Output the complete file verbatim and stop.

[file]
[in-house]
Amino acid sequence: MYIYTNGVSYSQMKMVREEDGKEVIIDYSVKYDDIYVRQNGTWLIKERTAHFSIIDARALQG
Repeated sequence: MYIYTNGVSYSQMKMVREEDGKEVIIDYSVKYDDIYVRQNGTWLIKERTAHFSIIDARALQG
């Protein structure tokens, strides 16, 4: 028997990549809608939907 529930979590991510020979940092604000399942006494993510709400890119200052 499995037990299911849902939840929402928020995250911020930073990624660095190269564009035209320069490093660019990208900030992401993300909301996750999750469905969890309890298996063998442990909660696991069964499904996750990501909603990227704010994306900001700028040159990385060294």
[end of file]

[in-house]
Amino acid sequence: MYIYTNGVSYSQMKMVREEDGKEVIIDYSVKYDDIYVRQNGTWLIKERTAHFSIIDARALQG
Repeated sequence: MYIYTNGVSYSQMKMVREEDGKEVIIDYSVKYDDIYVRQNGTWLIKERTAHFSIIDARALQG
């Protein structure tokens, strides 16, 4: 028997990549809608939907 529930979590991510020979940092604000399942006494993510709400890119200052 499995037990299911849902939840929402928020995250911020930073990624660095190269564009035209320069490093660019990208900030992401993300909301996750999750469905969890309890298996063998442990909660696991069964499904996750990501909603990227704010994306900001700028040159990385060294």